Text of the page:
Effect of increasing availability of water-soluble carbohydrates on in vitro rumen fermentation

MRF Lee*, RJ Merry, DR Davies, JM Moorby, MO Humphreys, MK Theodorou, JC MacRae, ND Scollan

*Corresponding author for this work

Research output: Contribution to journalArticle (Academic Journal)peer-review

72 Citations (Scopus)


The effect of adding water-soluble carbohydrate (WSC) on the microbial fermentation of fresh perennial ryegrass was examined in an in vitro RUSITEC system over two 10 day periods. Four treatment levels of WSC were used: a basal grass and a basal grass plus a sugar infusion to raise the WSC basal grass level by approximately 1.25 x; 1.5 x and 1.75 x. The infusion was a mixture of inulin and sucrose (80:20) infused over the first 14 h of each 24 h cycle, based on a preliminary study which indicated a linear disappearance of forage WSC over this period. With increasing WSC inclusion there were linear reductions in pH and ammonia-N (NH3 N) (P = 0.001) but only a small increase in total volatile fatty acid concentration. There was also a decrease in the proportion of acetate and an increase in propionate with increasing WSC inclusion (P = 0.02 and 0.009, respectively). Microbial nitrogen production was similar for the first three treatments of Basal to Basal x 1.5 but was lower at the highest level of WSC inclusion (P <0.001). The efficiency of microbial protein synthesis increased from Basal to Basal x 1.5 (9.9, 10.8, 12.7 g N/kg organic matter apparently digested (OMAD), respectively) but at the highest level of WSC inclusion (Basal x 1.75) there was a reduction to 7.1 g N/kg OMAD. This may have been related to the low pH values (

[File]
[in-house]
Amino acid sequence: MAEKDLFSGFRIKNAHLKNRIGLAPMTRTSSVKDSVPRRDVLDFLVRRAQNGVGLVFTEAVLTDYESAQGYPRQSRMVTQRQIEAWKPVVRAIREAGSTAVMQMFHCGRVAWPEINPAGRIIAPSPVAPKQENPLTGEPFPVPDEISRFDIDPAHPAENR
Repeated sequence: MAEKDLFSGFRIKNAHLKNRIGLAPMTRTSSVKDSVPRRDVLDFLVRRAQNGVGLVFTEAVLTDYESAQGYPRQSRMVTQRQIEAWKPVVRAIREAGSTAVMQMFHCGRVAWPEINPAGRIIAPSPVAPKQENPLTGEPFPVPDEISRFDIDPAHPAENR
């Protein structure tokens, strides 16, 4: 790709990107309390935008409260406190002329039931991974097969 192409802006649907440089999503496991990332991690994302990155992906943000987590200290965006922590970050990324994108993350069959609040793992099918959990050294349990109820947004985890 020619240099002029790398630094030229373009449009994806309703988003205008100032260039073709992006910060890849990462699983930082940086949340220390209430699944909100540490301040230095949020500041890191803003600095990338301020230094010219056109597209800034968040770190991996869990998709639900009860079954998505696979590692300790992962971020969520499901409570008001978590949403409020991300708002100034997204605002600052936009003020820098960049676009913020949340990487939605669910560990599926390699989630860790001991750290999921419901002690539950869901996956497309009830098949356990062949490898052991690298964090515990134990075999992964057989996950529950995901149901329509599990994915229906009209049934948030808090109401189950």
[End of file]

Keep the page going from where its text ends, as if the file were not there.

This study demonstrated the effect of increasing the concentration of WSC of Lolium perenne in batch culture on the rumen microbial population. Elevation of WSC caused a drop in the pH of the effluent, ammonia-N concentration and an increase in the efficiency of microbial protein synthesis, up to Basal x 1.5, however, this was due to a drop in the organic matter apparently digested. This suggests a switch in substrate specificity of the micro-organisms which may be associated with changes in the microbial population. (C) 2002 Elsevier Science B.V. All rights reserved.

Original languageEnglish
Pages (from-to)59-70
Number of pages12
JournalAnimal Feed Science and Technology
Issue number1-4
Publication statusPublished - 20 Feb 2003


  • rumen
  • ammonia
  • water-soluble carbohydrate
  • microbial protein
  • volatile fatty acids

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